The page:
Art-rock has been revived and is enjoyed again. The jangly guitars, funk layered drums and futuristic rhythms came to define the sub-genre of the late ’70s and early ’80s that put concepts to the ideals of punk. The debut album from Montreal five-piece Pottery is in homage to the foundations of art-rock; with the tools at its disposal, it powers full steam ahead with discovering what Bobby’s Motel actually is.
The album follows their EP No 1 and brings to the fore a sound littered with art-rock influences, from Gang Of Four to Devo via early Talking Heads. Yet the band closest to their sound by far makes for a rather more recent comparison: Parquet Courts. Both bands use lots of percussion, making their sound high-tempo danceable. And with this sound the band have already gained a niche listenership.
This debut full-length release injects pace and adrenaline with its ultra percussive backbeat matched with slick and lazy riffs. The band invites us into this ‘motel’ where what goes on in this record stays on it, or rather is etched upon its walls. No more is this the case than in the album’s standout track, Texas Drums Pt I & II, seemingly a six-minute tribute to drums. The infectious beat of both drummer Paul Jacobs and the cowbell that runs throughout provides a strong impetus to dance. Composed as the title suggests of two halves, the song blends the stimulant percussive elements with an hypnotic interlude that adds in a lucid feel.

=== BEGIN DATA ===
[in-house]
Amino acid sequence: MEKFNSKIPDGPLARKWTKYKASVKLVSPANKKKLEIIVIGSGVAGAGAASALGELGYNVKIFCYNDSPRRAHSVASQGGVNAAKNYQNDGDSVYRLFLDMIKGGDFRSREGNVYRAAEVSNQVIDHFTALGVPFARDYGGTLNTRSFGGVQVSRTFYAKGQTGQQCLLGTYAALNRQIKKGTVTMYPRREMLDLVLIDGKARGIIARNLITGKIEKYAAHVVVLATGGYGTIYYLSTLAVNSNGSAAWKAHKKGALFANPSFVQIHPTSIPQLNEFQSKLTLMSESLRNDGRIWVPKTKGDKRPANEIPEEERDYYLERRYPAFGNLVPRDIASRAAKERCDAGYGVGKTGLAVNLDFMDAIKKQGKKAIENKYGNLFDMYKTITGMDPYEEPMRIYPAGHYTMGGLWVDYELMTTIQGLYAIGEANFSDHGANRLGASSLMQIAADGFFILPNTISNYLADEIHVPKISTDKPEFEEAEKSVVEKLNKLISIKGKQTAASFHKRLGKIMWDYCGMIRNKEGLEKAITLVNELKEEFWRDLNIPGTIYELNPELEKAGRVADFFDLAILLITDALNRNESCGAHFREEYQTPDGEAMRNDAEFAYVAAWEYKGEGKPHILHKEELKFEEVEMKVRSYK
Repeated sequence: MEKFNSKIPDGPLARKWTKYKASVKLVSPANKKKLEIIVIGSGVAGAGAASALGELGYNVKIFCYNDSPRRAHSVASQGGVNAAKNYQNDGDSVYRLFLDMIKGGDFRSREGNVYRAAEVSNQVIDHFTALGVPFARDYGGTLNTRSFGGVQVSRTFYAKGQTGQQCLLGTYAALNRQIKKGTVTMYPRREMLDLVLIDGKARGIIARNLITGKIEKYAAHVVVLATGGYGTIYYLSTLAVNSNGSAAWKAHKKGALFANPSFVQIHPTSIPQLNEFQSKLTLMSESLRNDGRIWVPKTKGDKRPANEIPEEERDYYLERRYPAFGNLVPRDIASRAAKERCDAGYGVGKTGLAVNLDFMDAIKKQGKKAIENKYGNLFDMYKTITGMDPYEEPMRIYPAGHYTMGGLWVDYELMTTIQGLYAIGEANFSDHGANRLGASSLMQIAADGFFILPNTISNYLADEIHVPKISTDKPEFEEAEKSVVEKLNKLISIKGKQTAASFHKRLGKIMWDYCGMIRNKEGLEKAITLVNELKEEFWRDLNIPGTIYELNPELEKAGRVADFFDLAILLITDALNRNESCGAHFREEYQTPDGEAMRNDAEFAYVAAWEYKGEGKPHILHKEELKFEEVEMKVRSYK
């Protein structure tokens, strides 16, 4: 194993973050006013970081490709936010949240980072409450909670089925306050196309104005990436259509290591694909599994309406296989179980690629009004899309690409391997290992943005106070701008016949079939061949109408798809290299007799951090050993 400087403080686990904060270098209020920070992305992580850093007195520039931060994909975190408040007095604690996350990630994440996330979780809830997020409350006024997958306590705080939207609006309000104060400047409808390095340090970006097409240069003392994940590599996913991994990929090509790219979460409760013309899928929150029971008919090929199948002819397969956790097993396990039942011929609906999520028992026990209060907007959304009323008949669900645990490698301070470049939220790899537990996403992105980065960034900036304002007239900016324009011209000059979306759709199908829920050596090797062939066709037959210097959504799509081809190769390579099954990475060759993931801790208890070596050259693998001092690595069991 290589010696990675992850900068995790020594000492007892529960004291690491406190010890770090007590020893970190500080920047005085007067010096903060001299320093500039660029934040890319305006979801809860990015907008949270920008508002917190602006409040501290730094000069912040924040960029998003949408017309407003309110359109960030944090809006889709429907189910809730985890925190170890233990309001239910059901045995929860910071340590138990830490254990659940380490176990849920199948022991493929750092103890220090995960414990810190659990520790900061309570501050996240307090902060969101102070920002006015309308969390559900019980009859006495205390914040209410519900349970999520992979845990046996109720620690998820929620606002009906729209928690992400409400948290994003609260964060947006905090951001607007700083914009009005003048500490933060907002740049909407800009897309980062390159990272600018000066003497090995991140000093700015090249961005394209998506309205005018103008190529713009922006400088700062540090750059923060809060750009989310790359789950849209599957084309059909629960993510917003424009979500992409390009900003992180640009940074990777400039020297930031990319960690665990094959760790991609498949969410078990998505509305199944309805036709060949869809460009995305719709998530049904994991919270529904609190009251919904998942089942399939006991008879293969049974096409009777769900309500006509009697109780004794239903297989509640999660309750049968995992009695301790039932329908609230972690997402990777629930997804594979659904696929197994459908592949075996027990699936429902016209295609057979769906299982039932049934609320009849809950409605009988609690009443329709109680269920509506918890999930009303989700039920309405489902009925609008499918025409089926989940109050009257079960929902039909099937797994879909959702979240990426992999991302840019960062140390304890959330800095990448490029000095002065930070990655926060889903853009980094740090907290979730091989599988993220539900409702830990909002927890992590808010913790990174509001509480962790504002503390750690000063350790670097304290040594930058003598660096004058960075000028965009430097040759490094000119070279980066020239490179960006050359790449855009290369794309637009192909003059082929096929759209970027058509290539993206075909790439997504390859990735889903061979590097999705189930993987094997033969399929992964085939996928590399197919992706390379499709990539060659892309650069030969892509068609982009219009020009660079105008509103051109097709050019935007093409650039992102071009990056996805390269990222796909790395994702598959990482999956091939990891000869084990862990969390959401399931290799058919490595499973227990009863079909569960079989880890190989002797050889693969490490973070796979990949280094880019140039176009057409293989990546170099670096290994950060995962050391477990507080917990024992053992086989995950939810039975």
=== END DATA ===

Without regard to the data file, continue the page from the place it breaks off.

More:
The most recent single Hot Heater is a raw wave of energy that again packs the punch of percussion and jangly riffs. It underlines that Pottery have made a record meant for a party that never stops. Bobby’s Motel is surely a place with more to it than meets the eye.